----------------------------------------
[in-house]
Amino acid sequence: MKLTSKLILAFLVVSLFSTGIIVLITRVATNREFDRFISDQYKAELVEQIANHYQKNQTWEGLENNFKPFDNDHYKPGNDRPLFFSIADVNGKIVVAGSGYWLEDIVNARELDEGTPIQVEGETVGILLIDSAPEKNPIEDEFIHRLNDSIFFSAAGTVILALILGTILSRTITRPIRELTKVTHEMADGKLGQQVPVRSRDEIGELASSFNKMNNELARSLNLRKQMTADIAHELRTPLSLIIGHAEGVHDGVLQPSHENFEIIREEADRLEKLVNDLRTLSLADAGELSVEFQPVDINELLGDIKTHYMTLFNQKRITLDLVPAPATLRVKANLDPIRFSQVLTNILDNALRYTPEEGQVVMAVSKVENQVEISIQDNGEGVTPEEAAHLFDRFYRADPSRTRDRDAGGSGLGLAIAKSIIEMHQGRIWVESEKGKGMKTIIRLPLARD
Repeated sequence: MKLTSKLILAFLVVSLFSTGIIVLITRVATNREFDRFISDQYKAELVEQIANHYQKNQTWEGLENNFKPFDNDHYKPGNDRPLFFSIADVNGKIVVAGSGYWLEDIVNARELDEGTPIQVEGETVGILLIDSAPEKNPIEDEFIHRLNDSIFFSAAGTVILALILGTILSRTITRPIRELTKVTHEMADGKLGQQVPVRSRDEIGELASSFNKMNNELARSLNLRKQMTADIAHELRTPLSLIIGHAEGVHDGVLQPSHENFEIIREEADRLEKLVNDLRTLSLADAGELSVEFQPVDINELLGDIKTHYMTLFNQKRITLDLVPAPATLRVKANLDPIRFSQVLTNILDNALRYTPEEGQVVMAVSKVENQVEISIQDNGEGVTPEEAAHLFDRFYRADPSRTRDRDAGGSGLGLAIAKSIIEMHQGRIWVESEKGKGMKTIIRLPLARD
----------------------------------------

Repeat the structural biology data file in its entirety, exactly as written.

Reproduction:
[in-house]
Amino acid sequence: MKLTSKLILAFLVVSLFSTGIIVLITRVATNREFDRFISDQYKAELVEQIANHYQKNQTWEGLENNFKPFDNDHYKPGNDRPLFFSIADVNGKIVVAGSGYWLEDIVNARELDEGTPIQVEGETVGILLIDSAPEKNPIEDEFIHRLNDSIFFSAAGTVILALILGTILSRTITRPIRELTKVTHEMADGKLGQQVPVRSRDEIGELASSFNKMNNELARSLNLRKQMTADIAHELRTPLSLIIGHAEGVHDGVLQPSHENFEIIREEADRLEKLVNDLRTLSLADAGELSVEFQPVDINELLGDIKTHYMTLFNQKRITLDLVPAPATLRVKANLDPIRFSQVLTNILDNALRYTPEEGQVVMAVSKVENQVEISIQDNGEGVTPEEAAHLFDRFYRADPSRTRDRDAGGSGLGLAIAKSIIEMHQGRIWVESEKGKGMKTIIRLPLARD
Repeated sequence: MKLTSKLILAFLVVSLFSTGIIVLITRVATNREFDRFISDQYKAELVEQIANHYQKNQTWEGLENNFKPFDNDHYKPGNDRPLFFSIADVNGKIVVAGSGYWLEDIVNARELDEGTPIQVEGETVGILLIDSAPEKNPIEDEFIHRLNDSIFFSAAGTVILALILGTILSRTITRPIRELTKVTHEMADGKLGQQVPVRSRDEIGELASSFNKMNNELARSLNLRKQMTADIAHELRTPLSLIIGHAEGVHDGVLQPSHENFEIIREEADRLEKLVNDLRTLSLADAGELSVEFQPVDINELLGDIKTHYMTLFNQKRITLDLVPAPATLRVKANLDPIRFSQVLTNILDNALRYTPEEGQVVMAVSKVENQVEISIQDNGEGVTPEEAAHLFDRFYRADPSRTRDRDAGGSGLGLAIAKSIIEMHQGRIWVESEKGKGMKTIIRLPLARD